It’s never a good thing to smell natural gas. The first thing you usually think is, “Leak!”

Which is not a surprising thing to think.  The smell of natural gas is meant to trigger a signal for you to proceed with caution and possibly call the gas company to inform them there may be an issue.  Worst case, you call 9-1-1.

It’s especially alarming if you think you’re smelling it in and around your house.  Say from the water heater in the garage.

But if you’re smelling gas near your stove, that’s a whole other matter.  You can’t just open up the garage and let it air out while you figure out what’s going on. 

No, if you’re smelling gas from your stove in your own home, that is something that requires immediate attention.  And here are the steps to follow in such a case.

1. Ensure You Know the Smell of Natural Gas

First things first: are you actually smelling natural gas?

You might not think that’s a reasonable question to ask, but natural gas is naturally odorless.  To ensure you and everyone else smells gas, an additive called mercaptan is added to gas to give it an odor that makes it easier to detect a leak.

What does that additive smell like?

Well, most people think it smells like rotten eggs.  You can smell it briefly when you ignite a burner on your stove.  Just before the flame catches, you’ll be able to detect a whiff of the pungent odor.

So, if you’re not smelling rotten eggs, it’s not gas you’re smelling.  Not sure what it might be, but it definitely isn’t gas.

However, if it is the scent of rotten eggs you’re consistently smelling, then it is gas.  And if you’re not actively using the stove at that moment but smelling it, move on to step two.

2. Don’t Panic

This might sound obvious and easy to say when you don’t normally smell gas.  You might think, “Of course I wouldn’t panic.”

However, when real life comes knocking and you’re smelling gas in your house, it’s easy to slip into some pseudo-panic as you try to figure out what you should do now.

That’s why step two is here.  The important thing is not to panic.  The good thing is you’ve detected the gas before it could fill up your house or set off your carbon monoxide alarm (which it won’t, since CO alarms don’t tend to detect natural gas).  Or worse, make anyone sick from breathing too much of it.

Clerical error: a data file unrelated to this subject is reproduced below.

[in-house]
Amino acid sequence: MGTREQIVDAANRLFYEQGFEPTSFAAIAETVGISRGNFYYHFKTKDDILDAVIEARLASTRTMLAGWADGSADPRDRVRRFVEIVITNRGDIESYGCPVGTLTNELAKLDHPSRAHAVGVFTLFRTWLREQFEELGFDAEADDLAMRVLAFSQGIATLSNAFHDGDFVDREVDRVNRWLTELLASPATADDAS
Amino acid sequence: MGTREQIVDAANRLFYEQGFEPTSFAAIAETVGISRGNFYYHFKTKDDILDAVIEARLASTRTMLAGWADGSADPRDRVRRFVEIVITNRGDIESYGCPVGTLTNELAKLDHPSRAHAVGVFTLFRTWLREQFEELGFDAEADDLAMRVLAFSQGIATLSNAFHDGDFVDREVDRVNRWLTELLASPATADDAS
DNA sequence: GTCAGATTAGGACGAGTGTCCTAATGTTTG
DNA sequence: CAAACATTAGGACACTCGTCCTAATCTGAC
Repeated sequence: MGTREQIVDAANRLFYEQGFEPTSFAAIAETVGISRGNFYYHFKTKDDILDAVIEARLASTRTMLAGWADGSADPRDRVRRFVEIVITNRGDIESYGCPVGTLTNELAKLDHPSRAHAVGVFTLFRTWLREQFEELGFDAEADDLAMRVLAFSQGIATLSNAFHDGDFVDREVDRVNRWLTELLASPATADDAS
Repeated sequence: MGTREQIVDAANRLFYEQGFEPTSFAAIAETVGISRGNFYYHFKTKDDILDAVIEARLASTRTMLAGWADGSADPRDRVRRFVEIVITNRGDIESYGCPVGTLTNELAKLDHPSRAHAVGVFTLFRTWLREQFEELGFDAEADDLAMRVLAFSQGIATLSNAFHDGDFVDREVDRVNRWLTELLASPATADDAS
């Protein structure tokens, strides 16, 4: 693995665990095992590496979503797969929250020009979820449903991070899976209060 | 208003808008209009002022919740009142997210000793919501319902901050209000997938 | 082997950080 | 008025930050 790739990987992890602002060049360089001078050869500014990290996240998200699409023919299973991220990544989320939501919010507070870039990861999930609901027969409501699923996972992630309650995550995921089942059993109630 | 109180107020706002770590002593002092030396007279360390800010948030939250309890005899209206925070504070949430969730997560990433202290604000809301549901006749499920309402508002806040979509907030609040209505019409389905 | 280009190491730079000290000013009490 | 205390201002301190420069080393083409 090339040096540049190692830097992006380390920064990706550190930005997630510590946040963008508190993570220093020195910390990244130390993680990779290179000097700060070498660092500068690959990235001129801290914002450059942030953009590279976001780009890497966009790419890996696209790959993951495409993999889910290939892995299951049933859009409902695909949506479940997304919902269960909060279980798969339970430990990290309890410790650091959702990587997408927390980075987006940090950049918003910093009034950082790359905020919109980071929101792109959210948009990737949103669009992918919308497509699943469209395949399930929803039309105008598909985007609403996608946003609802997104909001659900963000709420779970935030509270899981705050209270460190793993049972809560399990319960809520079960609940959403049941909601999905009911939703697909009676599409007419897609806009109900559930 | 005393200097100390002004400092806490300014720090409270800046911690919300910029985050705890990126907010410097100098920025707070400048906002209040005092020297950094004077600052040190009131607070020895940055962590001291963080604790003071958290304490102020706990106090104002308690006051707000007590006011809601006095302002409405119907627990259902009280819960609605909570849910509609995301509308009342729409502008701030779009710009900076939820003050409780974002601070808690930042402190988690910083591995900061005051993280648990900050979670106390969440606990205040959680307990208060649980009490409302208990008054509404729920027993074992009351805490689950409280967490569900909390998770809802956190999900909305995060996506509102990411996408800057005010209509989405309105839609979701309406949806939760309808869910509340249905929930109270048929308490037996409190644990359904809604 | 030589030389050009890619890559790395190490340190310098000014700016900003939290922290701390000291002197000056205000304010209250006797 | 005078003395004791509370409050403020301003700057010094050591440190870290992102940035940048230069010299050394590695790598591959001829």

You have time to take the steps you should in a relatively calm and efficient manner.  That’s a good thing.

So, don’t panic and move on to step three.

3. Don’t Worry About Investigating Where the Leak is Coming From

Even if you’re sure the smell of gas is coming from your stove, don’t decide to play devil’s advocate and investigate any other sources of gas that may be the culprit.  The bottom line is you already smell gas in your home.  Unless you left a knob turned short of IGNITE, it’s time to take action.

Tip: if you smell gas around your stove, do check to make sure all the knobs are secured.  If they are, keep reading.

You’ve already smelled it in and around your stove and all the knobs are off, great.  Yes, maybe the pilot light has just gone out and you’re sure you can take care of it.  That’s fine.  But first you still have to deal with the gas already in the house that isn’t due to the human error of operating a knob wrong.

Note: most pilot lights have a safety valve that shuts when extinguished to prevent gas leaking.  Sometimes they fail.

And don’t be tempted to pull the stove out and secure the gas cut-out that may be behind it.  Why?  Well, if the gas leak is coming from the gas line going to the stove, you might make a small leak a bigger leak, moving the stove.  In addition, you don’t want to move anything that might inadvertently cause a spark.

Just face the fact you have gas in your home.  Whether it’s coming from the stove or not doesn’t matter.  It’s there.  Time to deal with what you need to do to make your home safe until you can get your home free of gas invasion.  This is where you proceed to step four.

Woman using a tablecloth to avoid the gas smell
First of all, make sure all the knobs are secured.

4. Secure Any Open Flames

This is why you shouldn’t be panicking or chasing down alternate sources of a possible leak.  Open flames plus gas are not a marriage made in heaven.

No, rather than play gas detective, start putting out any open flames.